Be advised, this cookie is dangerous. One bite will lead to another, then another, and more. Before you know it, you will be in 3 cookies deep and wondering how the heck you got there. You will bade for time, until you may shamelessly have another.  You will want to give out some as gifts, freeze some, anything to feel better about becoming a cookie monster. Try this recipe if you dare.  I will leave this recipe on my website for a total of 23 days. Why 23? One of my lucky numbers is 23. After the specified time, it will be removed promptly, to return to my personal recipe file, to only be baked by me alone.  I would take advantage of this opportunity if I were you.  Feel free to leave your feedback in the comments section at the bottom of this post. For more exciting and informative  content delivered right to your mailbox, enter your email address and hit the submit button at the top of the desktop version. I'd love to have you join me!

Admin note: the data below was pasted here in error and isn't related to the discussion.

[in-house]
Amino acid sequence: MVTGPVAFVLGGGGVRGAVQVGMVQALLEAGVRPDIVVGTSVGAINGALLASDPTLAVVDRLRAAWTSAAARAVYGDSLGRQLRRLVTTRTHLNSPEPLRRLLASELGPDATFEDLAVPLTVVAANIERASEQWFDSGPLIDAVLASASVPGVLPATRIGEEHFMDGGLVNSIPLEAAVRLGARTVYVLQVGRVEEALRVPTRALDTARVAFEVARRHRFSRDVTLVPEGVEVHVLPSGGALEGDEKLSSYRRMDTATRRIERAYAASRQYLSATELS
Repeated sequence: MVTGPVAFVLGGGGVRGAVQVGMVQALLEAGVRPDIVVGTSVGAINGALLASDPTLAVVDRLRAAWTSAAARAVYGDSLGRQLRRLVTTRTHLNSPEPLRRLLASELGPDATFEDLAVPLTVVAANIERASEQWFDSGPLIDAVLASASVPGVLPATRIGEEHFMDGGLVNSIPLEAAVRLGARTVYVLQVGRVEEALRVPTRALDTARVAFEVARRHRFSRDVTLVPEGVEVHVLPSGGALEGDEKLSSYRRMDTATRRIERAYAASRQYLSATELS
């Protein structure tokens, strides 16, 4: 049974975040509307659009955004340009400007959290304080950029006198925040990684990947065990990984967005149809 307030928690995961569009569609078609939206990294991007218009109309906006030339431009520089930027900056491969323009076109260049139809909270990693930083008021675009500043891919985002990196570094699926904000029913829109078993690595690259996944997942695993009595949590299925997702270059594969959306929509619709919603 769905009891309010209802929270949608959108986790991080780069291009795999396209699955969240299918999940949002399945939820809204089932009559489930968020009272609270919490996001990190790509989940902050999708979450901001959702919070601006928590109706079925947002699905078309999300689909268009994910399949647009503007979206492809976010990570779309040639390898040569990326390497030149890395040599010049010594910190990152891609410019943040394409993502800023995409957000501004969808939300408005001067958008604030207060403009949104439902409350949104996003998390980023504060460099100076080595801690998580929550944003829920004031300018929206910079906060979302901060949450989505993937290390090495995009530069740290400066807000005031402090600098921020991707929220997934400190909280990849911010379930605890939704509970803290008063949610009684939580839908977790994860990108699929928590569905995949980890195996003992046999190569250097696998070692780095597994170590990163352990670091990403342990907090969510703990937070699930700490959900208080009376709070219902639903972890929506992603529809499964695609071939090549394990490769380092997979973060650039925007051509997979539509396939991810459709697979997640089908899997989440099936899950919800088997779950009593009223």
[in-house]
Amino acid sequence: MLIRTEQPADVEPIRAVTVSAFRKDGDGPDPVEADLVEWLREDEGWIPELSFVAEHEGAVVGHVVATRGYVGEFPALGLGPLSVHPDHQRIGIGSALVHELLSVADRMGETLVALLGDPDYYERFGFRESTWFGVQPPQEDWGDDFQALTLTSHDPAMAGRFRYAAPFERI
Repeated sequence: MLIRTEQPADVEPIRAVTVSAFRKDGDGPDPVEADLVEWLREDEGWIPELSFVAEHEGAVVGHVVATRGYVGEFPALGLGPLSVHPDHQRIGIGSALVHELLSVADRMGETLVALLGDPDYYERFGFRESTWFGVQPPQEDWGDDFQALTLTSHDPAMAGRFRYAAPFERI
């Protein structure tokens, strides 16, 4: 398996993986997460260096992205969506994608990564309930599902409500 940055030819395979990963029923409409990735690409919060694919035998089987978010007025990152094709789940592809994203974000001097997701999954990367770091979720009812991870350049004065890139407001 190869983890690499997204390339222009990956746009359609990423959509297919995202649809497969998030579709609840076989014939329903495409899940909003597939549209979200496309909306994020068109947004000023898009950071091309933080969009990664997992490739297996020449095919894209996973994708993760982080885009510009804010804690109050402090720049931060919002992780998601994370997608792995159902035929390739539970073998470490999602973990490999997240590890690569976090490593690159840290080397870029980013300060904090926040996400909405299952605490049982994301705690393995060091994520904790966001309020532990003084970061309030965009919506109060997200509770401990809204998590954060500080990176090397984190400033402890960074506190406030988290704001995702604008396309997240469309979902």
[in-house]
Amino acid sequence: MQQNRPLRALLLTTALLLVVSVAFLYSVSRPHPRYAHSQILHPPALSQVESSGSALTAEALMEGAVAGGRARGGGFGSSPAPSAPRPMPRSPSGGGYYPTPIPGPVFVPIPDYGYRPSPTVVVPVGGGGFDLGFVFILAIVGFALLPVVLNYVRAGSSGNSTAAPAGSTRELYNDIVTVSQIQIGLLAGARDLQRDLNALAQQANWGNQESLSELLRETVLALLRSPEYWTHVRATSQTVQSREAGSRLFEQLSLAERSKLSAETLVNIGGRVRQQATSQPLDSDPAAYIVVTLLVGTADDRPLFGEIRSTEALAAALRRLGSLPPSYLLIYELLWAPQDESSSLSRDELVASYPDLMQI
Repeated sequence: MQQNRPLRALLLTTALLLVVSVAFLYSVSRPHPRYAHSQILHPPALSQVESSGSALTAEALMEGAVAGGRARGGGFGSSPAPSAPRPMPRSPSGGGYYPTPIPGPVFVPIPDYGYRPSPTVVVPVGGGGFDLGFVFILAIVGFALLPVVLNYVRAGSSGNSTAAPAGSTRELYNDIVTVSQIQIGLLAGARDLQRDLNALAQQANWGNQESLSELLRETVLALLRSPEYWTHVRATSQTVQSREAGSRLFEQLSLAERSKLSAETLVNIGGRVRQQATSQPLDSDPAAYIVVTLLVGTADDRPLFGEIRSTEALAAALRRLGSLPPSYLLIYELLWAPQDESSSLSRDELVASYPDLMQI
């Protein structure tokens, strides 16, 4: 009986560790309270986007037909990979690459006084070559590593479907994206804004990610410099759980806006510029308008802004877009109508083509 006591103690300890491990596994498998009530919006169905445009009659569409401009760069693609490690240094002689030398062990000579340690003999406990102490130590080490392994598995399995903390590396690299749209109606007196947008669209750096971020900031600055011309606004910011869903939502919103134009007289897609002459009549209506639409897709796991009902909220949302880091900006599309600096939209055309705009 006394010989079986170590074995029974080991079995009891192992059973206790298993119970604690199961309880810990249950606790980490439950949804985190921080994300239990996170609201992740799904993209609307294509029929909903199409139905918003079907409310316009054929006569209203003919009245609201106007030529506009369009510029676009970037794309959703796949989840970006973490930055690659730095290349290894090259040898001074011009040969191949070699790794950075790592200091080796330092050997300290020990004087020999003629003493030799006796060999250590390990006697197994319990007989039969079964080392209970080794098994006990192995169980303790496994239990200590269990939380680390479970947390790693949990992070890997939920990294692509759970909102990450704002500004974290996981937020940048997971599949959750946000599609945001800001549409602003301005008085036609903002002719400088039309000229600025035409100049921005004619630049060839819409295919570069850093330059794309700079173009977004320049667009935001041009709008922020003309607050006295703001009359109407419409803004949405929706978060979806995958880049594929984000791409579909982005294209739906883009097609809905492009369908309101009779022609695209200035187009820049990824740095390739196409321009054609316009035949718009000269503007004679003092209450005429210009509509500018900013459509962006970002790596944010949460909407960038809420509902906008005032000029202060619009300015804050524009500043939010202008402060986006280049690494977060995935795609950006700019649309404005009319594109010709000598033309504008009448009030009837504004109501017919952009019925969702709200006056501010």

Recipe:
3 c. quick cooking oats
1 c. rice flour
1 1/3 c. cake flour
1/2 tsp. kosher salt
1 tsp. baking soda
1 c. butter, softened, unsalted
1 large egg
2 c. granulated sugar
1/4 c. unsulphured molasses
1 tsp. vanilla extract

Instructions:
Preheat oven to 350*F.
Mix dry ingredients together well in one bowl and in another, cream together butter, egg, molasses, sugar and vanilla.
Incorporate wet ingredients into dry  gradually, in a folding fashion, until evenly blended.
Drop by heaping teaspoons or roll into balls about 1' in diameter and place on a well greased cookie sheet.
Bake until golden, about 13 minutes. For a softer cookie, cut cooking time down to 11 minutes.